“Ours is the most diverse workforce in the history of mankind.”
“Our workforce speaks 18 different languages.”
“To have four – sometimes five – generations working together side-by-side is truly unprecedented.”
These are routine comments in any conversation about the nature of doing business today. Races. Genders and forms of gender identification. Cultures. Religions. Ages. The diversity is rich – and sometimes daunting.
As a result – and with the best of intentions – management scientists and others have set out on a mission to understand these differences. That’s how “generations in the workplace” has become one of the most heavily studied issues in business today. Over the past decade, thousands of studies and reports have sliced and diced this phenomenon, shining the light brightly on how we are different.
And there’s no doubt about it: Differences do exist. But a recent study of nearly 800 individuals across the generational spectrum suggests that our similarities actually outweigh our differences.
So perhaps we should start focusing on common ground. Perhaps we can step away from our simplistic and frequently one-dimensional characterizations. Perhaps it’s time to stop scrambling to deliver custom solutions to valid – but less pressing – generational difference. Perhaps we can have a greater positive effect by appealing to needs and priorities that everyone shares.
In our 2015-2016 study, “Workplace Priorities and Beliefs Across the Generational Divide,” in partnership with The Insight Advantage, the preponderance of the North American data points to considerable and surprisingly similar experiences, priorities and beliefs among the generations.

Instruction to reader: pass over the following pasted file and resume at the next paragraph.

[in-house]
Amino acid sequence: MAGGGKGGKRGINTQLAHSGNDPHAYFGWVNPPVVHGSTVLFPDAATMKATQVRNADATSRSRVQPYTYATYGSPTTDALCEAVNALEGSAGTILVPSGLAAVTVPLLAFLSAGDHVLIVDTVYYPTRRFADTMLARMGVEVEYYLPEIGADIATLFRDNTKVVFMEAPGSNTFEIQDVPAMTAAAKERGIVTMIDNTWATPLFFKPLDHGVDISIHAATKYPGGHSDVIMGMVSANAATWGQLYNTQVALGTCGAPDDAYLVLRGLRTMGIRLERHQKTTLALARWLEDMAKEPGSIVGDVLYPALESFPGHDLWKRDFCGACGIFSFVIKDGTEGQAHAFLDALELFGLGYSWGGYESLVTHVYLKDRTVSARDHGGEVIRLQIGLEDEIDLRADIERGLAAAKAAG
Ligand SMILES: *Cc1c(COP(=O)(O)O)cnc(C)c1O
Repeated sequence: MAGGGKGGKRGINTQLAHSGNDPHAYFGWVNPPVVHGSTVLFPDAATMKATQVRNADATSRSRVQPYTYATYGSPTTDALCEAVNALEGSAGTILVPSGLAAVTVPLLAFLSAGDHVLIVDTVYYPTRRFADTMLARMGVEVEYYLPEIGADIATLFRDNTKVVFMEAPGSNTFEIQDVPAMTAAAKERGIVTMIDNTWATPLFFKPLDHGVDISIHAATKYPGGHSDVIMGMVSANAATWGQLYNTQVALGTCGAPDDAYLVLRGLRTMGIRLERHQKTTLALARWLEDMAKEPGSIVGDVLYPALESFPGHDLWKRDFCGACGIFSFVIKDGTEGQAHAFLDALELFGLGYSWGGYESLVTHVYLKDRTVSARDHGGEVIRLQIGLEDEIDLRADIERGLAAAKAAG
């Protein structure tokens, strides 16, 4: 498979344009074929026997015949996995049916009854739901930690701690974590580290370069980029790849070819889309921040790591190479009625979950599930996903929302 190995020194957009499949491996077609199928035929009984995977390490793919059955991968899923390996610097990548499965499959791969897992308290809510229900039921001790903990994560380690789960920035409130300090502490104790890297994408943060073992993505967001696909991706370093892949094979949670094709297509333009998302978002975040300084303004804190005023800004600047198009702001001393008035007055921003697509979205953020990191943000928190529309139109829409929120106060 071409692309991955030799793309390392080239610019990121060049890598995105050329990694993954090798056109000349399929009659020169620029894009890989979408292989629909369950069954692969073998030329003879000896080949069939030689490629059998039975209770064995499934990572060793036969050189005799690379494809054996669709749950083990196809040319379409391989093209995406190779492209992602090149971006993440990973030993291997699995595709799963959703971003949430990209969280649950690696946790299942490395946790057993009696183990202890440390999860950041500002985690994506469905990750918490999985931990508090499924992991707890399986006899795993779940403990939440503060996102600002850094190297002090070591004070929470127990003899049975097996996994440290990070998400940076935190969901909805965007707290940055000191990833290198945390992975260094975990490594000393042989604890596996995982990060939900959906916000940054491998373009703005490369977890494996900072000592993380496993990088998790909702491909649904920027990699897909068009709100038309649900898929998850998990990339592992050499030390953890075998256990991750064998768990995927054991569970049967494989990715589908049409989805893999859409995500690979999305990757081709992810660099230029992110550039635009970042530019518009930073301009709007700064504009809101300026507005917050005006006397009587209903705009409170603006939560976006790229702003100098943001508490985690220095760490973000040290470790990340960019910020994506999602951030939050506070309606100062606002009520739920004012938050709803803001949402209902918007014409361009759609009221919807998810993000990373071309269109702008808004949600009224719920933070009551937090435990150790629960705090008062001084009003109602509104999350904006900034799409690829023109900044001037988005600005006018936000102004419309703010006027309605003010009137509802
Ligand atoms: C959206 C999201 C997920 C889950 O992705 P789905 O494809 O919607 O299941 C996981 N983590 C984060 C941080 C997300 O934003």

Let’s take career development, for instance. When asked about satisfaction with the career development available in the respondents’ current roles, all generations share an unexpectedly similar experience. Between 66 and 72 percent feel satisfied (either somewhat or very), and the differences are not statistically significant. The millennials (who are routinely described as disillusioned by the lack of opportunities available) are just as satisfied as their boomer colleagues.
One difference worth noting is the almost complete absence of ambivalence on the part of generation X workers. Neutral responses from young millennial, older millennial and boomer groups ranged from 12 percent to 17 percent, but only three percent of gen Xers were neutral on this topic.
Confounding Conventional Wisdom
A review of the countless studies and articles written about millennials suggests that they would be very different from any prior generation to enter the workplace. By all accounts, millennials were predicted to revolutionize the workplace, having literally grown up in a digital world filled with mobile technology and instant communication.
Much of the media buzz on this topic skews negative, characterizing millennials as “entitled” and “lazy.” But it’s now clear that these studies and publications only scrape the surface.
Digging deeper, we designed our study to explore career priorities and beliefs across generations. We fully expected to uncover significant differences by age and to develop an understanding of what might be contributing to the frequently cited negative perceptions of millennials. The results, however, told an entirely different story, debunking millennial myths and revealing far more similarities than differences among the generations.
What might be most startling are the surprising similarities in terms of what’s not important to employees. Promotions are the least important of all of the workplace priorities explored for every generation. Compensation also rates in the bottom five priorities across all age ranges studied.
It turns out that millennials share a range of priorities with the other generations in the workplace. Rather than a heavy emphasis on extrinsic rewards, all generations place high importance on “fair treatment/respect” and “interesting work.” Contrary to conventional wisdom, millennials place far lower importance on “empowerment” and “flexibility” than other generations.
Surprisingly, it’s boomers, not millennials, who value “connections and relationships with others” most, shattering the myth that millennials have a greater desire for connection and collaboration than other generations.